Government steps in to help homeowners caught up in ‘EWS1’ process

Government steps in to help homeowners caught up in ‘EWS1’ process

Owners of flats in buildings without cladding will no longer need an EWS1 form to sell or re-mortgage their property.

Owners of flats in buildings without cladding will no longer need an EWS1 form to sell or re-mortgage their property – thanks to an agreement reached today (21 November) between the Government and the Royal Institution of Chartered Surveyors (RICS), UK Finance and the Building Societies Association (BSA).

This is part of a wider government-led solution to support those homeowners who have unsafe cladding on their buildings and where there is still more to do.

Developed by industry to assess the potential financial impact of cladding on high-rise flats, an external wall fire review process – commonly referred to as ‘EWS1’ – is being applied to other buildings without cladding. This is stopping some people from selling or moving home and causing unnecessary anxiety for homeowners.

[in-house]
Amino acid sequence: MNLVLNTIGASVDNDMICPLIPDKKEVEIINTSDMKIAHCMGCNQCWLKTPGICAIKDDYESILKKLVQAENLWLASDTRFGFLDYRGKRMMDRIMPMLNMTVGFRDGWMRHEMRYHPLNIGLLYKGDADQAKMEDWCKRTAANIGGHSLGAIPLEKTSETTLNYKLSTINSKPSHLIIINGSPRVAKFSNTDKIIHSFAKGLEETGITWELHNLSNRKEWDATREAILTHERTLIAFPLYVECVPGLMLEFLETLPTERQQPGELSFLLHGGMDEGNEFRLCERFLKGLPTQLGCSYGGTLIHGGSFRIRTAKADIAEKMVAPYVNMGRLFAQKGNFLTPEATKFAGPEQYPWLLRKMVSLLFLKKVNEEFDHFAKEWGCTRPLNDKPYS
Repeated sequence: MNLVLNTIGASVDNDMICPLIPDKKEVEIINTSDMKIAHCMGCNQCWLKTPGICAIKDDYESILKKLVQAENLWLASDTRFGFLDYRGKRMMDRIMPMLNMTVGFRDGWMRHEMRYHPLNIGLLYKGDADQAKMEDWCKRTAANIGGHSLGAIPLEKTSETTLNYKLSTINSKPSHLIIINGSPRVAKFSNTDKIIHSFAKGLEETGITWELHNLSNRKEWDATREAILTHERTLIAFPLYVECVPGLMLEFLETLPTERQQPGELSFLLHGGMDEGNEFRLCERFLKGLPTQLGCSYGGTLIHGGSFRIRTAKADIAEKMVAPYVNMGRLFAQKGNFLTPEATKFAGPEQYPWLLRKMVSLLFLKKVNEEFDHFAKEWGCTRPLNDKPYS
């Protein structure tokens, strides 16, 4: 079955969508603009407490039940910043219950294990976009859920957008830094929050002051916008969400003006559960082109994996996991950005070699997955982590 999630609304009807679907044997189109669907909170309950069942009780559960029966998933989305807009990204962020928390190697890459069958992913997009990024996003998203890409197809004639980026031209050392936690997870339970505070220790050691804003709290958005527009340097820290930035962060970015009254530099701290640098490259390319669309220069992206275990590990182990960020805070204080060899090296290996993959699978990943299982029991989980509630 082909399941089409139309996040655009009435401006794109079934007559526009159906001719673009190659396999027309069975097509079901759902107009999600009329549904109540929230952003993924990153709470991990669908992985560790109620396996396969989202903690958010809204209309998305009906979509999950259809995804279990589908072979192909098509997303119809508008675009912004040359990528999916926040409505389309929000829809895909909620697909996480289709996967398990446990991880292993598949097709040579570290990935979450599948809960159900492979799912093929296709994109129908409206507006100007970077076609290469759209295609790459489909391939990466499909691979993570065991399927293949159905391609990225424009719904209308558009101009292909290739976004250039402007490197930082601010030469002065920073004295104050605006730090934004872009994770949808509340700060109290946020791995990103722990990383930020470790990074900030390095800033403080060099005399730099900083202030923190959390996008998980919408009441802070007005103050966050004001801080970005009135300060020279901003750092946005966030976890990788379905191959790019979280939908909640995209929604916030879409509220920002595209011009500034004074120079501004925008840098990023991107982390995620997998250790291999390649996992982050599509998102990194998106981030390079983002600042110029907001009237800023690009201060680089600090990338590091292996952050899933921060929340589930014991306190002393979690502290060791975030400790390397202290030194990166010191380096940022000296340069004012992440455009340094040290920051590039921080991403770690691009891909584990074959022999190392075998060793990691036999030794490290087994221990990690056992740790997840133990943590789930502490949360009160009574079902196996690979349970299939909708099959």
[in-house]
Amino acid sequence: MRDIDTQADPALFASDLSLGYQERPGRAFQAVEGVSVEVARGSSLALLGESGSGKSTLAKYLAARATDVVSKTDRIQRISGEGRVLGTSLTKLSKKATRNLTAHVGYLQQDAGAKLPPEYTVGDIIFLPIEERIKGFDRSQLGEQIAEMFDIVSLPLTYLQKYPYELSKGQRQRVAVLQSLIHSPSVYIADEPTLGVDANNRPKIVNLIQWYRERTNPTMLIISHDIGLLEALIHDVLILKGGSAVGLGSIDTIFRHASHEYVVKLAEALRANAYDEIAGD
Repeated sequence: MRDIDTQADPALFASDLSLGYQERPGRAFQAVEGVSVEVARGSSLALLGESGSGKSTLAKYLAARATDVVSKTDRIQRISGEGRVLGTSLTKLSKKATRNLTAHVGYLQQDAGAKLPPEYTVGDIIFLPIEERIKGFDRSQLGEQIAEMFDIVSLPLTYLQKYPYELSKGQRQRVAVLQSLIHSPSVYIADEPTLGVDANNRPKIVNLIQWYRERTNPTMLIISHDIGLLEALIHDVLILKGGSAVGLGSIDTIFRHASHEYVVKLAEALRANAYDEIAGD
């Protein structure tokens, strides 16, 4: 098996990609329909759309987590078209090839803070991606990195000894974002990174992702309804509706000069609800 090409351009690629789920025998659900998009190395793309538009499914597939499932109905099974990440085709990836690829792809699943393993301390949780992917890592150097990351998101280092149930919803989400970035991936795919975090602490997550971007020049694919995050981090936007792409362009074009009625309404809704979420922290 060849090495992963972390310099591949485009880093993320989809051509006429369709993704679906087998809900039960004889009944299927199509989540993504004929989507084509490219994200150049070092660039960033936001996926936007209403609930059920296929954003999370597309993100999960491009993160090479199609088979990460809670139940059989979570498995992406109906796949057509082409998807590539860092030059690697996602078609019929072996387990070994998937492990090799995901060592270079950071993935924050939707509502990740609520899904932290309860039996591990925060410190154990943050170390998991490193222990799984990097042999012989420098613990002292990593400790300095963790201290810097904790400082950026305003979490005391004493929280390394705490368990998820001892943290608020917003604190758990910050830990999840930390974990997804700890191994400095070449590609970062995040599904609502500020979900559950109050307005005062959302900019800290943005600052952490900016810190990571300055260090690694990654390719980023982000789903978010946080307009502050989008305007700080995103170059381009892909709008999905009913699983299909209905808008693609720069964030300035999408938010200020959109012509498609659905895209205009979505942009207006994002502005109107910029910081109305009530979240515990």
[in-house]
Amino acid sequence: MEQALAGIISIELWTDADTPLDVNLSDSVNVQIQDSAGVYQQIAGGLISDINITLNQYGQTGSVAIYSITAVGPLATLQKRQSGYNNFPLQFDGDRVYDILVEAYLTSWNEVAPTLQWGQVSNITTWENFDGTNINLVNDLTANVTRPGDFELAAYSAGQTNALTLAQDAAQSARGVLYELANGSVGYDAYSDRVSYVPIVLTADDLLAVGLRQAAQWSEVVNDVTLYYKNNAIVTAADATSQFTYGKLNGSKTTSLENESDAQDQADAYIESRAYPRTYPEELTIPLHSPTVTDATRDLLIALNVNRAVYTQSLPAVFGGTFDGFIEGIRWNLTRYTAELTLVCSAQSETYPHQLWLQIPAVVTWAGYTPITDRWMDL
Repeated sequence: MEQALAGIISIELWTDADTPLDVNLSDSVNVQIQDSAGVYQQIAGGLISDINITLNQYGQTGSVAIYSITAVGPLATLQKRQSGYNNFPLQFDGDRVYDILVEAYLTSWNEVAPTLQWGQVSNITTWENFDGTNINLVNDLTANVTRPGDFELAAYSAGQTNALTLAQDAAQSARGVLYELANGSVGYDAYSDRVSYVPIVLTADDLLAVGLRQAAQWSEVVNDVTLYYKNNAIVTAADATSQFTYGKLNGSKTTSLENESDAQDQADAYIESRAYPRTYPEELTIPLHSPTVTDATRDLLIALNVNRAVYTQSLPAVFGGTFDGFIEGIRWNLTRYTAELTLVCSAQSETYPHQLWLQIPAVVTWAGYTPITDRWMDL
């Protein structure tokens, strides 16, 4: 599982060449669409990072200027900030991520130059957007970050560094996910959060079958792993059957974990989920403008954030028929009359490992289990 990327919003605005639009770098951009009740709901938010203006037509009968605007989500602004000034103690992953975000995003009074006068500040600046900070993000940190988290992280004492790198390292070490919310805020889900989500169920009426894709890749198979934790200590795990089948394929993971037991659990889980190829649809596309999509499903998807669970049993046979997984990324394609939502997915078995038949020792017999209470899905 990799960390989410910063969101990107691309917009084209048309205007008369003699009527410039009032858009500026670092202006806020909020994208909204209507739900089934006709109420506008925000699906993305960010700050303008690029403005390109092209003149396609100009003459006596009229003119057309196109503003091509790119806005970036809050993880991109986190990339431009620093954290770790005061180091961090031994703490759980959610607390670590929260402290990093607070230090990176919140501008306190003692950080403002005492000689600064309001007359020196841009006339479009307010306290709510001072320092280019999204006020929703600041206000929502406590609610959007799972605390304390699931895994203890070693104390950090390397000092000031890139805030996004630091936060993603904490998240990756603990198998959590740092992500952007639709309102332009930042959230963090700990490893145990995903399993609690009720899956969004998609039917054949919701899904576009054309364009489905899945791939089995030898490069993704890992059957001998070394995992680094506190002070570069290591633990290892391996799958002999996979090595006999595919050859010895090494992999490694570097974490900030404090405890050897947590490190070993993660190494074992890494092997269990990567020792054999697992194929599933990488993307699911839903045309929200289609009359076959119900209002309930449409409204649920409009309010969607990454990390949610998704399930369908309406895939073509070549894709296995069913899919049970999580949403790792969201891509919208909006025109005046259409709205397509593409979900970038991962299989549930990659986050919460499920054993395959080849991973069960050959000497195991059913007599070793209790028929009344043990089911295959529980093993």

Mr Jenrick and RICS have agreed that buildings without cladding do not need an EWS1 form, clearing the way for up to nearly 450,000 flat owners to sell, move or remortgage their homes.

While building owners are already legally required to undertake fire risk assessments on all blocks of flats, following supplementary guidance published by the Government today, RICS will be working with lenders, valuers and fire safety bodies to develop new advice for surveyors. This will enable surveyors to take a more proportionate approach and reduce the number of buildings where an EWS1 assessment is needed.

Further, the Government has announced nearly £700,000  to train  more assessors, speeding up the valuation process for homeowners in cases where an EWS1 form is required. This training will be delivered by RICS from January and will  mean up to 200 additional  assessors will be qualified to carry out the EWS1 assessment within a month, 900 within three months, and 2,000 within six months.

Image by Hans Braxmeier from Pixabay

The Government is also exploring ways to address ongoing concerns around the availability of professional indemnity insurance and welcomes industry’s progress on developing a portal where lenders, valuers and leaseholders will be able to find out if their building already has an existing EWS1, thereby reducing the demand for duplicate forms.